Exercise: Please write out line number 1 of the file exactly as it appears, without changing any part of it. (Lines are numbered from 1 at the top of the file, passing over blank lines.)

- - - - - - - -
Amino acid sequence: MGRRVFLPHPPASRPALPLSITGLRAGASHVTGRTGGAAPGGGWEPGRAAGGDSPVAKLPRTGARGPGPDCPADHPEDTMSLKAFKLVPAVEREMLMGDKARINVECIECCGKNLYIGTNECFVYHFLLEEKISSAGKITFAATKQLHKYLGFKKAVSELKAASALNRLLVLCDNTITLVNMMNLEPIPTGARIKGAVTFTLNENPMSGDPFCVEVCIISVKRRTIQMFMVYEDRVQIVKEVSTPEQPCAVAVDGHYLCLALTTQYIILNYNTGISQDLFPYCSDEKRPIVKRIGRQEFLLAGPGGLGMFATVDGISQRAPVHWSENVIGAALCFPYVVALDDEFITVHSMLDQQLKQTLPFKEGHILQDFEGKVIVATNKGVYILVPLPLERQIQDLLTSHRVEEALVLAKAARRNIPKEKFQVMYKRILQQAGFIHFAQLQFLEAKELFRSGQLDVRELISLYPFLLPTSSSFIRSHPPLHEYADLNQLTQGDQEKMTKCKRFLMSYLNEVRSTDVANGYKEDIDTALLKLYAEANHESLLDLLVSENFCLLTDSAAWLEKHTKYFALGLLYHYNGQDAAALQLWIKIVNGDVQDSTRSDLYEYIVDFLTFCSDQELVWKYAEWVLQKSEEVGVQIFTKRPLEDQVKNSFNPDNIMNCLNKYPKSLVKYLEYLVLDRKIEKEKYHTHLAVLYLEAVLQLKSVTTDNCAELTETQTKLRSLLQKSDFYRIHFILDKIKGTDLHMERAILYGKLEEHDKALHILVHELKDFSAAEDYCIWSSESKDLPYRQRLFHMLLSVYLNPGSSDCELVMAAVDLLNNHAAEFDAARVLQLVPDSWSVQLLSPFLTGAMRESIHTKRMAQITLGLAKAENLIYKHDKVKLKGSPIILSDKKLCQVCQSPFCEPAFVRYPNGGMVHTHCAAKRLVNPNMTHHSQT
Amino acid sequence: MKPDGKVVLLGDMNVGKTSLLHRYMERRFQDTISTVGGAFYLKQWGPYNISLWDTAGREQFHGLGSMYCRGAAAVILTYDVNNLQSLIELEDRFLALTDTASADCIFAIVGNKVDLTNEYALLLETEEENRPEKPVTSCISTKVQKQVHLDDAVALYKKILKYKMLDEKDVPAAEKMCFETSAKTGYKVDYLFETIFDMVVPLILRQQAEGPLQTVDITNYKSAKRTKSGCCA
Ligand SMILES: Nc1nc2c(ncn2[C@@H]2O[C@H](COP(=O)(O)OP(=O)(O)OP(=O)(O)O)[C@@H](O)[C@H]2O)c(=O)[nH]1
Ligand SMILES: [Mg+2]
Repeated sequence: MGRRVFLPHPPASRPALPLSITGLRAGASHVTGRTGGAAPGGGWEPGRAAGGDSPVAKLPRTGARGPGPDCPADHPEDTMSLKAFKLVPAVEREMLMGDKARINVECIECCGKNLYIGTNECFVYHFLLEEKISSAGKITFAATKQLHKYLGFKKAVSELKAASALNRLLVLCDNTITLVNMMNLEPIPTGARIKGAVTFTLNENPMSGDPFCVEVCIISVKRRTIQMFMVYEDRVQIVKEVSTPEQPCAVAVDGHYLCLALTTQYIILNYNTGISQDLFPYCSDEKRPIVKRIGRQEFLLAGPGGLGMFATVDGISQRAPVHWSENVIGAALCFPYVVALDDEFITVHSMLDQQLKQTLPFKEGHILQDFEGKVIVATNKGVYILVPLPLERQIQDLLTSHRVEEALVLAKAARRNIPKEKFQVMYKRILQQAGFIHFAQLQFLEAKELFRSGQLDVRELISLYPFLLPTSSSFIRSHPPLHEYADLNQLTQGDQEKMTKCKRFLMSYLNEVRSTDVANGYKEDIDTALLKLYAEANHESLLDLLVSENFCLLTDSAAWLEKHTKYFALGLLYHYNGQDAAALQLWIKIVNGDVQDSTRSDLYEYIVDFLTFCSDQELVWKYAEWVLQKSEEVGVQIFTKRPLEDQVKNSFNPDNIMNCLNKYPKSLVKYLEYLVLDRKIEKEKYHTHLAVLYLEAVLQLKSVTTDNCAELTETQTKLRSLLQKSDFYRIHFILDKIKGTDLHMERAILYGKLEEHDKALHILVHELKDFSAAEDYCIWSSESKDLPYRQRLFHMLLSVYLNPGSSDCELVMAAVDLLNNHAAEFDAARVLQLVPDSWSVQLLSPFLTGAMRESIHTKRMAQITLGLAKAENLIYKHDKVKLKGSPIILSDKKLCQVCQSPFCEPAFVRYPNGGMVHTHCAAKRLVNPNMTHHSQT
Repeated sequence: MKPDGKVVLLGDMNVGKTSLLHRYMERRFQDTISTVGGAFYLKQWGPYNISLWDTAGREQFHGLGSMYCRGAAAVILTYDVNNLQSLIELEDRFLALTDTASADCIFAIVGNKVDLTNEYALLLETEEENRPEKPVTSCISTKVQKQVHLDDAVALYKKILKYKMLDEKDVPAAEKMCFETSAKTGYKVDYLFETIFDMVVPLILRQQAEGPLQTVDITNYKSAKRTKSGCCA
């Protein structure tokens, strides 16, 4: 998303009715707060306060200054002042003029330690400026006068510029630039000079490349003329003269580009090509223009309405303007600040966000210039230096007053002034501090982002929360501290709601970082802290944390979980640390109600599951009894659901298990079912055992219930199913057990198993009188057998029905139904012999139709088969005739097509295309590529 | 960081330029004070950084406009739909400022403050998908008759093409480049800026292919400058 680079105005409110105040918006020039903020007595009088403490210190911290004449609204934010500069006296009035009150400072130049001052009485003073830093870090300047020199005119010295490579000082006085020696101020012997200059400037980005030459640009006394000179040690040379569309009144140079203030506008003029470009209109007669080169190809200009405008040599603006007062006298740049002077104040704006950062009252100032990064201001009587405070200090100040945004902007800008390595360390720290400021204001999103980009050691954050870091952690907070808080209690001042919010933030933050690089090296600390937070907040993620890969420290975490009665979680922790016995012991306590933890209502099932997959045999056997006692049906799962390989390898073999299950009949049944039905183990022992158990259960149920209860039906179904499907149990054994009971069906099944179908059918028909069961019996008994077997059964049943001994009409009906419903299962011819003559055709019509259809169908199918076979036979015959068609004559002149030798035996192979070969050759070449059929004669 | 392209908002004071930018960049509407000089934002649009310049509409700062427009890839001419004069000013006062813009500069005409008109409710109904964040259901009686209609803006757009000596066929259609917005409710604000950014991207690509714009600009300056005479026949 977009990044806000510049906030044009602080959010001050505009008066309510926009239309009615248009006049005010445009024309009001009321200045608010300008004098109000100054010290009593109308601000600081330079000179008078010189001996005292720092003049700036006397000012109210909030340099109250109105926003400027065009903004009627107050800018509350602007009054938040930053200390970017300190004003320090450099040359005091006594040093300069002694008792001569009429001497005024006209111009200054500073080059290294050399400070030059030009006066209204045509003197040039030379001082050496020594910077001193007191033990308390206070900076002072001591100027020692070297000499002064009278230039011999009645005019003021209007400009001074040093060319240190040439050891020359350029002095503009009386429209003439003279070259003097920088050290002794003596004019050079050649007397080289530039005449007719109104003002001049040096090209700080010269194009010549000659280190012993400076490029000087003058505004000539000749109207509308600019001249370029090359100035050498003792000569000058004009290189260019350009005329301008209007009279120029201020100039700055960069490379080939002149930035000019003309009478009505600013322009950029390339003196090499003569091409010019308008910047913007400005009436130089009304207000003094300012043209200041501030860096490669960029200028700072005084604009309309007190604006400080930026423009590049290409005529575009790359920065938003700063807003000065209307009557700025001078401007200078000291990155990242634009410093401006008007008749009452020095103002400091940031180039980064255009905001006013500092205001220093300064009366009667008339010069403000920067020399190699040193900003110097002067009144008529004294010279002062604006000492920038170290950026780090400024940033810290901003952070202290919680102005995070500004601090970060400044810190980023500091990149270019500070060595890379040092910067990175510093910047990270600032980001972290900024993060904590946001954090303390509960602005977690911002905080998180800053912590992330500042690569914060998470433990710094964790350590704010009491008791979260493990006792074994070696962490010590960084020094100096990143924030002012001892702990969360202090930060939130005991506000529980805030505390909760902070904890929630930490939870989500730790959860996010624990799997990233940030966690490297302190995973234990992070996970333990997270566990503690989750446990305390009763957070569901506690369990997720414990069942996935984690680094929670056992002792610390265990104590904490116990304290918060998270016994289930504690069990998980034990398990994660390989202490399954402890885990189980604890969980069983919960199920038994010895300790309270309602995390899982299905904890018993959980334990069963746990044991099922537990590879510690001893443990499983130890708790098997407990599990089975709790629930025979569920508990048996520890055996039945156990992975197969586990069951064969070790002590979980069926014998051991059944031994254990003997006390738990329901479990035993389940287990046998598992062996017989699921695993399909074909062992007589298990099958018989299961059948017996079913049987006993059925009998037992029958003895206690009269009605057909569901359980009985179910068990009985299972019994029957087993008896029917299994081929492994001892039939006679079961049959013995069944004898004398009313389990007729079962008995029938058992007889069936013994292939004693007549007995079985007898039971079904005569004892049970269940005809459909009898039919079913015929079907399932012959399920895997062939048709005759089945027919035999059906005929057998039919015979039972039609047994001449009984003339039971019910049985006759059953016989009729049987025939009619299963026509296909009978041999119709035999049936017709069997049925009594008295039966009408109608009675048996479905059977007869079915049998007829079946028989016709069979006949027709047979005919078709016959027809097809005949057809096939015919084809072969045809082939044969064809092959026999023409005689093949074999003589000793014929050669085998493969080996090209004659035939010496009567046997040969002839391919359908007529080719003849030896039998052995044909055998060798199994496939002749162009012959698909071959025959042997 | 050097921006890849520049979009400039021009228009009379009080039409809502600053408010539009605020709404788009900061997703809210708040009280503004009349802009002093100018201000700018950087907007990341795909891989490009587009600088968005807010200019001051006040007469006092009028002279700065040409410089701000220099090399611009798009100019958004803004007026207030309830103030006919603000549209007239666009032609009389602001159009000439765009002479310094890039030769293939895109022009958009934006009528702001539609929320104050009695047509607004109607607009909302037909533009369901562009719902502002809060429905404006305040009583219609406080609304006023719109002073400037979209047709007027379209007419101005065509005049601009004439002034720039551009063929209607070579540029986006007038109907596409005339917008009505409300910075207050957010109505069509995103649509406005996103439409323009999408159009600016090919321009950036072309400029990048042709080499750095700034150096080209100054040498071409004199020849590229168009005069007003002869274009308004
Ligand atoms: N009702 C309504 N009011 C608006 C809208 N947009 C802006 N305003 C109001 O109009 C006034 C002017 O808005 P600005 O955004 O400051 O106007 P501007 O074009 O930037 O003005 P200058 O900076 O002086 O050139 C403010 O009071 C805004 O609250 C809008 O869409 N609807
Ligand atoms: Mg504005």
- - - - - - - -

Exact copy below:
Amino acid sequence: MGRRVFLPHPPASRPALPLSITGLRAGASHVTGRTGGAAPGGGWEPGRAAGGDSPVAKLPRTGARGPGPDCPADHPEDTMSLKAFKLVPAVEREMLMGDKARINVECIECCGKNLYIGTNECFVYHFLLEEKISSAGKITFAATKQLHKYLGFKKAVSELKAASALNRLLVLCDNTITLVNMMNLEPIPTGARIKGAVTFTLNENPMSGDPFCVEVCIISVKRRTIQMFMVYEDRVQIVKEVSTPEQPCAVAVDGHYLCLALTTQYIILNYNTGISQDLFPYCSDEKRPIVKRIGRQEFLLAGPGGLGMFATVDGISQRAPVHWSENVIGAALCFPYVVALDDEFITVHSMLDQQLKQTLPFKEGHILQDFEGKVIVATNKGVYILVPLPLERQIQDLLTSHRVEEALVLAKAARRNIPKEKFQVMYKRILQQAGFIHFAQLQFLEAKELFRSGQLDVRELISLYPFLLPTSSSFIRSHPPLHEYADLNQLTQGDQEKMTKCKRFLMSYLNEVRSTDVANGYKEDIDTALLKLYAEANHESLLDLLVSENFCLLTDSAAWLEKHTKYFALGLLYHYNGQDAAALQLWIKIVNGDVQDSTRSDLYEYIVDFLTFCSDQELVWKYAEWVLQKSEEVGVQIFTKRPLEDQVKNSFNPDNIMNCLNKYPKSLVKYLEYLVLDRKIEKEKYHTHLAVLYLEAVLQLKSVTTDNCAELTETQTKLRSLLQKSDFYRIHFILDKIKGTDLHMERAILYGKLEEHDKALHILVHELKDFSAAEDYCIWSSESKDLPYRQRLFHMLLSVYLNPGSSDCELVMAAVDLLNNHAAEFDAARVLQLVPDSWSVQLLSPFLTGAMRESIHTKRMAQITLGLAKAENLIYKHDKVKLKGSPIILSDKKLCQVCQSPFCEPAFVRYPNGGMVHTHCAAKRLVNPNMTHHSQT